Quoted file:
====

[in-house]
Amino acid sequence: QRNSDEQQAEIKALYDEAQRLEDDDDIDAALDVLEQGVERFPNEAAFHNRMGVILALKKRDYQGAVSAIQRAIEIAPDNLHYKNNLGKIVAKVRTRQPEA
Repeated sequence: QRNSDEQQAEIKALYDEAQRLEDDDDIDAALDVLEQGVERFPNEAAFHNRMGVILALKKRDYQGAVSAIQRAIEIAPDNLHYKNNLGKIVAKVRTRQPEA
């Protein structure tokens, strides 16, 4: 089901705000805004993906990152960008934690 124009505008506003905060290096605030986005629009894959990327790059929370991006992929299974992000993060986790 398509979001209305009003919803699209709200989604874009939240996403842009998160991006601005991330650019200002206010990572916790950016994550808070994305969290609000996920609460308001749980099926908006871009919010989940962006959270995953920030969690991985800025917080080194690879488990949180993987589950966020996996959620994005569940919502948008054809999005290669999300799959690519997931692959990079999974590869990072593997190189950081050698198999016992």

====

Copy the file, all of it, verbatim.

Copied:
[in-house]
Amino acid sequence: QRNSDEQQAEIKALYDEAQRLEDDDDIDAALDVLEQGVERFPNEAAFHNRMGVILALKKRDYQGAVSAIQRAIEIAPDNLHYKNNLGKIVAKVRTRQPEA
Repeated sequence: QRNSDEQQAEIKALYDEAQRLEDDDDIDAALDVLEQGVERFPNEAAFHNRMGVILALKKRDYQGAVSAIQRAIEIAPDNLHYKNNLGKIVAKVRTRQPEA
């Protein structure tokens, strides 16, 4: 089901705000805004993906990152960008934690 124009505008506003905060290096605030986005629009894959990327790059929370991006992929299974992000993060986790 398509979001209305009003919803699209709200989604874009939240996403842009998160991006601005991330650019200002206010990572916790950016994550808070994305969290609000996920609460308001749980099926908006871009919010989940962006959270995953920030969690991985800025917080080194690879488990949180993987589950966020996996959620994005569940919502948008054809999005290669999300799959690519997931692959990079999974590869990072593997190189950081050698198999016992």